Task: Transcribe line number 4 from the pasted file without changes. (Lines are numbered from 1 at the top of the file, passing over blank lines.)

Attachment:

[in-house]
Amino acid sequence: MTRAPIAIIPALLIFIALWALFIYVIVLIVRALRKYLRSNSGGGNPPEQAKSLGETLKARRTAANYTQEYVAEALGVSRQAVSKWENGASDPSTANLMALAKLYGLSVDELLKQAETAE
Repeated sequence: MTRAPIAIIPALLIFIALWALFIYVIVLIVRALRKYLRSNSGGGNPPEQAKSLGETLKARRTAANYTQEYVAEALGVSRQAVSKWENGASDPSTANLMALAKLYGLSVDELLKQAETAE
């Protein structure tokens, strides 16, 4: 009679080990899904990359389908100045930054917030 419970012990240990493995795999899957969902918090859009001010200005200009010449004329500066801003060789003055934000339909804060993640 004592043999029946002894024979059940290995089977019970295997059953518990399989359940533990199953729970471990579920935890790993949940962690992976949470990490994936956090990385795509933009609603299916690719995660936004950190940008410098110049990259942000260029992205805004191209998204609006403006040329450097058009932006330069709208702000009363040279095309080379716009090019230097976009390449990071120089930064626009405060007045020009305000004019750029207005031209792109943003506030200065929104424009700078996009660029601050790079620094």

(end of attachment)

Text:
């Protein structure tokens, strides 16, 4: 009679080990899904990359389908100045930054917030 419970012990240990493995795999899957969902918090859009001010200005200009010449004329500066801003060789003055934000339909804060993640 004592043999029946002894024979059940290995089977019970295997059953518990399989359940533990199953729970471990579920935890790993949940962690992976949470990490994936956090990385795509933009609603299916690719995660936004950190940008410098110049990259942000260029992205805004191209998204609006403006040329450097058009932006330069709208702000009363040279095309080379716009090019230097976009390449990071120089930064626009405060007045020009305000004019750029207005031209792109943003506030200065929104424009700078996009660029601050790079620094």